Cambodia’s Opposition Appeals Supreme Court Ruling For Dissolution

2017-12-08
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CNRP lawmaker Ou Chanrath speaks to party officials in Stung Trang district, in Kampong Cham province, Nov. 12, 2017.
CNRP lawmaker Ou Chanrath speaks to party officials in Stung Trang district, in Kampong Cham province, Nov. 12, 2017.
Photo courtesy of an RFA listener

Cambodia’s opposition Cambodia National Rescue Party (CNRP) on Friday filed an appeal to reverse a ruling by the nation’s highest court to dissolve it, saying the decision was “politically motivated” and amounted to a national tragedy.

Cambodia’s Supreme Court on Nov. 16 unanimously ruled that the CNRP be dissolved for its part in plotting a “coup” against the government, banning 118 party officials from politics for five years and essentially eliminating any competition to Prime Minister Hun Sen ahead of a general election scheduled for July 2018.

Since the decision, the National Assembly has redistributed the CNRP’s 55 seats to other government-aligned political parties, while Hun Sen has pressured the party’s nearly 5,000 elected commune and 800 provincial/municipal level councilors to defect to his ruling Cambodian People’s Party (CPP) or lose their jobs.

CNRP lawmaker Ou Chanrath on Friday filed an appeal against the Supreme Court ruling to dissolve the opposition party, telling RFA’s Khmer Service his intention is to “stop the ruling party from arbitrarily distributing” the CNRP’s commune and provincial/municipal councilor positions to other parties.

He also called for all 118 CNRP officials who were banned from politics to be allowed to resume their positions and return to politics.

“I have filed the appeal, but I haven’t been informed of how things will proceed,” he said.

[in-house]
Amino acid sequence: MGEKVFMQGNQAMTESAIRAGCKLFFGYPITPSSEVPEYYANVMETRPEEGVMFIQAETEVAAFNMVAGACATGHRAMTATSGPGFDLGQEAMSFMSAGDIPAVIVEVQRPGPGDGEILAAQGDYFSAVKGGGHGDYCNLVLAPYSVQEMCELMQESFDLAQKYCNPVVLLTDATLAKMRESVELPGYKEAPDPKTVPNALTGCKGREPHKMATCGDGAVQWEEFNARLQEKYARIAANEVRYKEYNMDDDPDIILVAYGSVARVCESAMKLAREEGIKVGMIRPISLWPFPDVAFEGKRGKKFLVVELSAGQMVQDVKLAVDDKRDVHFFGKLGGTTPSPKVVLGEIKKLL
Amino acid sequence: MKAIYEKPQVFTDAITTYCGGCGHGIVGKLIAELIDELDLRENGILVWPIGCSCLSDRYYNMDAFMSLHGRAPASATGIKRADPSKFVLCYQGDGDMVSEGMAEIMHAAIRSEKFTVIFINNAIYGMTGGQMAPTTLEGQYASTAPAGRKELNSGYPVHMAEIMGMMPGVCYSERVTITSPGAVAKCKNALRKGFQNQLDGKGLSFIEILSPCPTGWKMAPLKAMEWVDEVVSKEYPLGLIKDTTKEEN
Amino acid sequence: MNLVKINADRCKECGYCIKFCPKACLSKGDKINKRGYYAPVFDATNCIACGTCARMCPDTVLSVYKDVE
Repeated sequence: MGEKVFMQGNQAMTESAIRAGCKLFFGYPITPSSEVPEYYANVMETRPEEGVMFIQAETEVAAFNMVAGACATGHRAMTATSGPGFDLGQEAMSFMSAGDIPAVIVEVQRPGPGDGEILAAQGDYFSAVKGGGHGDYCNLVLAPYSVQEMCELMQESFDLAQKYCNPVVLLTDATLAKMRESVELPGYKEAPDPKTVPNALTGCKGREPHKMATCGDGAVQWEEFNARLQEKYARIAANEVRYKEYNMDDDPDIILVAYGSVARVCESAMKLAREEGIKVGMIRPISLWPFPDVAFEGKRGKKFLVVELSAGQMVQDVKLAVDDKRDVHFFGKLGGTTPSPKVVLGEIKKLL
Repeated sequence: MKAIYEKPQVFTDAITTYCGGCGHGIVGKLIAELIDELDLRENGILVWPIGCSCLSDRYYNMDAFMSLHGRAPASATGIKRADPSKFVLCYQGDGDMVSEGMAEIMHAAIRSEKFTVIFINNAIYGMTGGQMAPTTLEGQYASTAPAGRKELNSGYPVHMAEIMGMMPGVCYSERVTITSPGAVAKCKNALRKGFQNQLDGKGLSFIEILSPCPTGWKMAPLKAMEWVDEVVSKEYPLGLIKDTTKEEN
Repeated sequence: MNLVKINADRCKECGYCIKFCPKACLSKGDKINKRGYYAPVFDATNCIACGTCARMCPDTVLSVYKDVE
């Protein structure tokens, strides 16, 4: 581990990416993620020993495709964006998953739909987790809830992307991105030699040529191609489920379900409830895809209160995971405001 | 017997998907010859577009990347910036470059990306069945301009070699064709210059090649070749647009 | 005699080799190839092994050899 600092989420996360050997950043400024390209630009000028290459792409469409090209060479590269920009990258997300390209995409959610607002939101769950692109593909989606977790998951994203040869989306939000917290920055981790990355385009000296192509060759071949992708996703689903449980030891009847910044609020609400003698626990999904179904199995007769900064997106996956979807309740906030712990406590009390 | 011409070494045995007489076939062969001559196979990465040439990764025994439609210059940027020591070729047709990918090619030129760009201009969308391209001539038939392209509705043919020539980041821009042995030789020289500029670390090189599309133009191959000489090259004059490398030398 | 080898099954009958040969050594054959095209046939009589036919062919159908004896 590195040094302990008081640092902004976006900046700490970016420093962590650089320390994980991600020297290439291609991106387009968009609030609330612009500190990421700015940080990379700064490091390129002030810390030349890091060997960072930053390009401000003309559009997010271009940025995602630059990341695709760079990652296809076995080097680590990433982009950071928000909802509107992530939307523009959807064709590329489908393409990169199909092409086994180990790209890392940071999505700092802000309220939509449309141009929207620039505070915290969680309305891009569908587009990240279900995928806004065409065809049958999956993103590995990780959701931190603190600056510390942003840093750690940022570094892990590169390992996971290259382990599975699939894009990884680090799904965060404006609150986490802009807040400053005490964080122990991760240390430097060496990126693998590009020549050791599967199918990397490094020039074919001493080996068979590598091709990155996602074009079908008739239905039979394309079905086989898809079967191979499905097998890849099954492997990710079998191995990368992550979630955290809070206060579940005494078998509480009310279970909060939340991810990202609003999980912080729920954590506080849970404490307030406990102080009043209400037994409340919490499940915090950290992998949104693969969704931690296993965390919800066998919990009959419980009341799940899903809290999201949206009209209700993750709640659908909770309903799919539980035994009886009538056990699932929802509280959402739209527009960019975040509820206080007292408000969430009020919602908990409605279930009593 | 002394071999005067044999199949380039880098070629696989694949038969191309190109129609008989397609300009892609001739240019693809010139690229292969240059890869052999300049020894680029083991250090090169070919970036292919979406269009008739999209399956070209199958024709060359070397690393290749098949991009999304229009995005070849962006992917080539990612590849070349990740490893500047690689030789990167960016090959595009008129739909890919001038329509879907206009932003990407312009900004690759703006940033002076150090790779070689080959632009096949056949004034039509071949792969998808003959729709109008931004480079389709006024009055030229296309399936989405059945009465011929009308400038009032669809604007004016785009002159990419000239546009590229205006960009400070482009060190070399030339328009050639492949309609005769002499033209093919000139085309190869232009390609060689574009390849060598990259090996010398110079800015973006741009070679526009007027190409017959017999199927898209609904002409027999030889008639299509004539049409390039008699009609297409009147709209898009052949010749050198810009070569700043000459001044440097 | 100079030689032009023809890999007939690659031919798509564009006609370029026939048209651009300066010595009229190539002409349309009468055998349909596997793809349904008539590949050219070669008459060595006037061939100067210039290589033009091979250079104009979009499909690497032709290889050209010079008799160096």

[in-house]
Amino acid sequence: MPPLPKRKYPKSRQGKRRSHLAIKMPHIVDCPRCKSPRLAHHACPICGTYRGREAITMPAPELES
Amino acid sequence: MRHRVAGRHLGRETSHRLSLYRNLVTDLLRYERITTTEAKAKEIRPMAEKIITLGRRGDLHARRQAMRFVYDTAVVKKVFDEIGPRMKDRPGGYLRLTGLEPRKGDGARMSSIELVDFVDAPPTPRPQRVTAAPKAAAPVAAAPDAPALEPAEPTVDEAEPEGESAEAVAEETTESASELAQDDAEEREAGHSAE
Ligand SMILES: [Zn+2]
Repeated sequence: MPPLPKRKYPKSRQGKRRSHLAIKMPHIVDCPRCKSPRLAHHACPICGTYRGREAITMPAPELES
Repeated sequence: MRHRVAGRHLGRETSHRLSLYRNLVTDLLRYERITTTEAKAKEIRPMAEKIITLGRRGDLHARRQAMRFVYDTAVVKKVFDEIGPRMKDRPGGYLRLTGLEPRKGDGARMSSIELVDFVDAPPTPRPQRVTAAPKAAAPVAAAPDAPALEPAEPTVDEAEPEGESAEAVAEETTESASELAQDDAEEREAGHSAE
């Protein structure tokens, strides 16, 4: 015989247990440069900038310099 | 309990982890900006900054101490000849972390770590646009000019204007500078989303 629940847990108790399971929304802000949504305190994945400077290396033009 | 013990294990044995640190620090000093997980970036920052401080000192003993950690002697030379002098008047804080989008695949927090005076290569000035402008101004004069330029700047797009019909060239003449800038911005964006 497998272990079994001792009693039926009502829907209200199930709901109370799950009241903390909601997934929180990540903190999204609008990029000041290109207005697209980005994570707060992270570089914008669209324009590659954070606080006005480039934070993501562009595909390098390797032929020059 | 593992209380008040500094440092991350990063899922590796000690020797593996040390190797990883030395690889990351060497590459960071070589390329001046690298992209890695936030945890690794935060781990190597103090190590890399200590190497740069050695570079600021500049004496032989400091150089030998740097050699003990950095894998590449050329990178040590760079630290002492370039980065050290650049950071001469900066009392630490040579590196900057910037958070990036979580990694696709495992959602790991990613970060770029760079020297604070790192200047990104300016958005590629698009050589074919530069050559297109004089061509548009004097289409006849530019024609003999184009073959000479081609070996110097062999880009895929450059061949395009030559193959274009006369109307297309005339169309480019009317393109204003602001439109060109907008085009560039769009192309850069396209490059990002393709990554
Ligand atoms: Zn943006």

“I believe now that the court has received the appeal, it will take some time to look into it. I expect to be notified about the case through our lawyer.”

Ou Chanrath said he believes that the Supreme Court lacks dependence from the ruling party, but felt the need to ask for a reconsideration of the decision because it would “cause a tragedy for the nation” if not reversed.

“We do not recognize the Supreme Court’s ruling to dissolve the opposition party,” he said.

“The dissolution of the CNRP is politically motivated.”

Local political analyst Lao Mong Hay said it is highly unlikely that the CNRP would win its appeal, particularly because the opposition party didn’t bother to take part in the proceedings during the original ruling.

“When the CNRP was summoned to the hearing, they didn’t show up, and the ruling was then rendered,” he said.

“The CNRP appears to be inconsistent, initially claiming they didn’t recognize the ruling, but now pursuing an appeal. I don’t think it’s a good move.”

But Ou Chanrath explained that he filed the appeal as a way of “expressing his resentment” of the ruling, and said he would “leave it to the court to decide and the public to judge.”

CPP spokesperson Sok Ey San dismissed the CNRP’s appeal as “useless.”

“He has the right to file an appeal, but it’s useless to appeal a final decision,” he said.

“A Supreme Court ruling cannot be overturned.”

Detained lawmaker

Also on Friday, Choung Choungy, a lawyer for jailed CNRP lawmaker Um Sam An, expressed frustration over the “very slow process” of the Supreme Court in addressing an appeal of his client’s sentence.

“The legal documents were submitted a long time ago, but the Supreme Court keeps changing the dates of the hearing time and again,” he said.

“I have no idea as to when there will be an actual hearing.”

Um Sam An was handed a two-and-a half year sentence by the Phnom Penh Municipal Court in October 2016 for “inciting discrimination” and “inciting social instability” for posts on the lawmaker’s Facebook page accusing the CPP of failing to stop land encroachment by Vietnam and using improper maps to demarcate the border between the two former colonies of France.

Months earlier, Hun Sen had ordered police to arrest anyone accusing the government of using “fake” maps to cede national territory to Vietnam, which invaded and occupied Cambodia in 1979 to overthrow the rule of the Khmer Rouge.

Am Sam Ath, head of investigations for local rights group LICADHO, told RFA that “justice delayed is justice denied” in Um Sam An’s case.

“The longer the delay in the proceedings, the more infringement on the rights of the accused occurs,” he said.

“The accused hopes that a decision is made expeditiously so that he can be freed sooner. The delay in proceedings while the accused remains in custody longer hurts his family the most, both financially and emotionally.”

Reported by RFA’s Khmer Service. Translated by Nareth Muong. Written in English by Joshua Lipes.

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